A large part of the cash flow conversation is of course- payables.   It is as important as the receivables discussion we had last time, where we advised to be patient and empathetic with those who owe you money amidst the current climate. 

This time, we want to discuss how to maintain payables when cash may be a little tight (even if you’re getting a loan). 

  1. Prioritize.  Go down your list of payables and prioritize the items that are business critical to maintain.   Use a 1-3 (1 being necessary, 3 not necessary) scale, A to C, whatever works for you-  but make it be a useful tool so you understand the key items for your business.  An example of this would be:

Rent (1)

Payroll (1)

New office equipment (3)

This also helps should you get stimulus money or the SBA loan/grant.   It is important to have an organized list of expenses.  We’re not saying “don’t pay the furniture company”, but in a time when you have to manage your money better than ever before, it’s important to note the expenses that are “mission critical”. 

  • Contact Your Creditors.  It is always best to stay in contact with your suppliers, lenders, and critical creditors, especially in the face of a crisis.   How well you stay in touch with them now will help later because you’re the one giving constant updates when your competitors may not be.   Don’t show your entire hand; just letting them know you’re cutting back on unnecessary expenses will look better upon a later review on whether or not to continue doing business with you.   Workout programs offered by creditors require the workout analyst to review the notes- this means if you call to tell me that you’re struggling and demonstrate a plan, I’m more willing to work with you.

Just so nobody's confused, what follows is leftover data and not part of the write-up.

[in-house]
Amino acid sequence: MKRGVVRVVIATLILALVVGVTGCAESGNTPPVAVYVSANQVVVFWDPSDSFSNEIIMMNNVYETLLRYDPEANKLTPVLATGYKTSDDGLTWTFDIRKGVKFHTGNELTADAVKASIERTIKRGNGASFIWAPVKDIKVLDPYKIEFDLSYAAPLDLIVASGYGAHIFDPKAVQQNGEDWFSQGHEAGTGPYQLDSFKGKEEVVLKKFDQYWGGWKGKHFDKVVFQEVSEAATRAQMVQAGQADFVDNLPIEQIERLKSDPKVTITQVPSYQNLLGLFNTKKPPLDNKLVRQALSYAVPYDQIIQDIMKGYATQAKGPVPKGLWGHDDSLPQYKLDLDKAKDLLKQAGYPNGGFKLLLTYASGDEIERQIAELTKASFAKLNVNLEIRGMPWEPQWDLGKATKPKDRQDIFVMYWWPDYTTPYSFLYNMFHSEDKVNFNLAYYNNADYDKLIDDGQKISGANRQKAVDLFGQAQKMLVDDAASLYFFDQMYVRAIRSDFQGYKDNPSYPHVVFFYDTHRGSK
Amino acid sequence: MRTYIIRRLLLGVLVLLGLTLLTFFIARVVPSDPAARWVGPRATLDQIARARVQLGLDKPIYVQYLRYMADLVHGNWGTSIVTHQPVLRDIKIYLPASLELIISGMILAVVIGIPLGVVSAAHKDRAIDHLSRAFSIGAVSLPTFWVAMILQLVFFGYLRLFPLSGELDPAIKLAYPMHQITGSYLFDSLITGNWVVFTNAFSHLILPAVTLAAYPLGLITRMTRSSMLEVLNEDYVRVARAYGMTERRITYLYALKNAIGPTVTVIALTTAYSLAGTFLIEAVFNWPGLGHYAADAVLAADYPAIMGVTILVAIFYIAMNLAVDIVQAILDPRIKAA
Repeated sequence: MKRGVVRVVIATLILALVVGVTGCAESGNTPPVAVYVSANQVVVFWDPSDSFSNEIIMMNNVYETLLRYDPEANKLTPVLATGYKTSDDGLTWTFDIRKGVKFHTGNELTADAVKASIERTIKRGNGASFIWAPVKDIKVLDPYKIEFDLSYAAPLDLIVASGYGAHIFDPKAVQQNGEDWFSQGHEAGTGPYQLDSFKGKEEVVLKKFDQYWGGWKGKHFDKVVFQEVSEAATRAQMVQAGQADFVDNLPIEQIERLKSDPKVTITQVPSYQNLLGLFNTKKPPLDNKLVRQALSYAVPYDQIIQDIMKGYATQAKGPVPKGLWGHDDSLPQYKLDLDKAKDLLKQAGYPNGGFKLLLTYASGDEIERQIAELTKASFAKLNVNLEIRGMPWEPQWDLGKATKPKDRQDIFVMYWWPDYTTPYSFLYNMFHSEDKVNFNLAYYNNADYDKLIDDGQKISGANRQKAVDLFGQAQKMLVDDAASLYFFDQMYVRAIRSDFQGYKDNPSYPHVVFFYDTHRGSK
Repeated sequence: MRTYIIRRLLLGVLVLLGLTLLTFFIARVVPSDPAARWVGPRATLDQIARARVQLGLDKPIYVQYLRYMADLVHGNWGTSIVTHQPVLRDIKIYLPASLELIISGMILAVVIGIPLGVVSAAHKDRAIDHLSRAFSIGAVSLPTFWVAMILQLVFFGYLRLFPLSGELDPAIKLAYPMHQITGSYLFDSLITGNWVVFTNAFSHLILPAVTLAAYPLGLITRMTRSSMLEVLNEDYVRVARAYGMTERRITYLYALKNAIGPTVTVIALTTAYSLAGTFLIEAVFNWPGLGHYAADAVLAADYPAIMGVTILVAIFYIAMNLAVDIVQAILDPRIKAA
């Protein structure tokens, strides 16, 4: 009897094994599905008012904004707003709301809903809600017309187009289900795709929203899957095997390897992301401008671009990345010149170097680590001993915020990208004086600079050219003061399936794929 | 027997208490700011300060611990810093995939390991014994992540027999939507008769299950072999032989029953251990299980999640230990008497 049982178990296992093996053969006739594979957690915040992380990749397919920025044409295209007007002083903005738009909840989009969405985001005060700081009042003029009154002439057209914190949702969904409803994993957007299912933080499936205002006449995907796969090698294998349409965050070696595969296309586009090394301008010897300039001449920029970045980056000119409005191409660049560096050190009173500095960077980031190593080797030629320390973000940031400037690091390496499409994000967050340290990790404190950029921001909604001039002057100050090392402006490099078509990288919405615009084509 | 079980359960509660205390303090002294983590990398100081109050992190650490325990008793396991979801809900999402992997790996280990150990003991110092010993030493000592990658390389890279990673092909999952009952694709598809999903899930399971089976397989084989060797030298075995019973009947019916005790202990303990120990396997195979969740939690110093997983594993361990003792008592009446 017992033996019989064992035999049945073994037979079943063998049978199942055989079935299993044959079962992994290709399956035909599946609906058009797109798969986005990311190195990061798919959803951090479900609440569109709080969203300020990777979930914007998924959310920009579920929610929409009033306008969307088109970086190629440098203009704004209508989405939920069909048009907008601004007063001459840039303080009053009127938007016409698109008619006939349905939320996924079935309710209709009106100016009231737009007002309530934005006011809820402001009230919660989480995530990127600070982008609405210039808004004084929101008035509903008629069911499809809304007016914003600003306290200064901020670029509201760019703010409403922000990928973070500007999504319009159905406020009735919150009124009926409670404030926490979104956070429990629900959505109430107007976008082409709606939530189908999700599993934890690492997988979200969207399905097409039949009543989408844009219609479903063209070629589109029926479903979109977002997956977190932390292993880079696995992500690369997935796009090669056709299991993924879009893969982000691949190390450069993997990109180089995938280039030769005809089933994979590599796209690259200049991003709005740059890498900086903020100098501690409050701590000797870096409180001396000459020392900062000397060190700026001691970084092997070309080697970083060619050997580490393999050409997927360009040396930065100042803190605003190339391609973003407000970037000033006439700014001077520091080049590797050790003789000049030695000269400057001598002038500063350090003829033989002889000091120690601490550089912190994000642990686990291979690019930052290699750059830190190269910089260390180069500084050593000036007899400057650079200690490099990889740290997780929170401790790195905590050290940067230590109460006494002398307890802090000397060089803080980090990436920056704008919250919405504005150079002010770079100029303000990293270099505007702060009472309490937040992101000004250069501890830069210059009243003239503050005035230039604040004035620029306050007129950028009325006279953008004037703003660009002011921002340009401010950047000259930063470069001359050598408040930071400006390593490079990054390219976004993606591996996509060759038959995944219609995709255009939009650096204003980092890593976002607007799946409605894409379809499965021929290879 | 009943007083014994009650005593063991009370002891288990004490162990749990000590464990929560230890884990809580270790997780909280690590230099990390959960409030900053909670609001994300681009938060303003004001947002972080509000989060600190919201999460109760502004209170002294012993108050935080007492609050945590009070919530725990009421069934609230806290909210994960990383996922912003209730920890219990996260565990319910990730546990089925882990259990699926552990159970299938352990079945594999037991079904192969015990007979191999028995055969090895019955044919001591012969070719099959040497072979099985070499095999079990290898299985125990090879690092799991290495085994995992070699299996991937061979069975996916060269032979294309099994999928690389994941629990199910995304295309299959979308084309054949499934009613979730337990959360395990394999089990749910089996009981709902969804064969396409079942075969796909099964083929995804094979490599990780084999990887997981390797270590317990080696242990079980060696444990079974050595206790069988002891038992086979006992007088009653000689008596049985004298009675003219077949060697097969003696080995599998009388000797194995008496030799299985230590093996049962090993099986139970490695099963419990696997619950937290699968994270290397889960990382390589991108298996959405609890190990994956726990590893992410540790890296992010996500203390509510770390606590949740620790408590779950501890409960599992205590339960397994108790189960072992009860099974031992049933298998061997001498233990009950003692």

• Extend Terms.  Jointly with #2, call your creditors and ask for a brief extension on terms.  For example, if your supplier typically demands 15-day terms, ask for 30-day terms.   Your supplier may also be going through some tough times, so don’t ask for something wild- but asking goes a long way.
  • Compare Receivables.  Know when you are getting paid by your customers to adequately time when you make your payments to suppliers.  This sounds basic, but some pre-planning will help with budgeting your payables. 
  • Make a Budget.  Similar to your 13-week cash flow, a budget is needed on a weekly, monthly, quarterly, and annual basis.  This should accommodate every expense in your company, all the way down to your website payment.   Be sure to indicate automatic payments, due dates, and all contact addresses for your suppliers.   
  • Find money.  Now is as good a time as any to find “money in the walls”.   It’s amazing the money you can find when you’re looking for it in outside the box places.   Think about your energy bills, for example- energy brokers are out there and can save millions for your business.  If you do need a loan, a budget will help you identify the amount to discuss with your lender.  Be clear about your needs, and how you’ll use an infusion of cash in a responsible manner.  

These are just a few items that will provide significant insight into the money leaving your company.   If it isn’t something you’ve been doing in your business, you’ll also find some hidden ways to save money.   Now is the time to meet with your accounting team to identify where the money goes, who we pay, how often we pay them, and allows triage in a time where we could all use a little extra. 

If you or someone you know needs help, or just someone to talk to about business, budgeting, cash flow, obtaining funding, or anything else please reach out to any member of our team.

Rob Simon

rsimon@sharpcfo.biz

Rich Hurey

rich@sharpcfo.biz

Beth Sidley

beth@sharpcfo.biz

Lou Garcia

lou@sharpcfo.biz

Jim Gray

jim@jpgadvisors.com

Ryan Dietrich

ryan@sharpcfo.biz

Best Wishes and Stay Safe-

The SharpCFO Team


0 Comments

Leave a Reply

Your email address will not be published. Required fields are marked *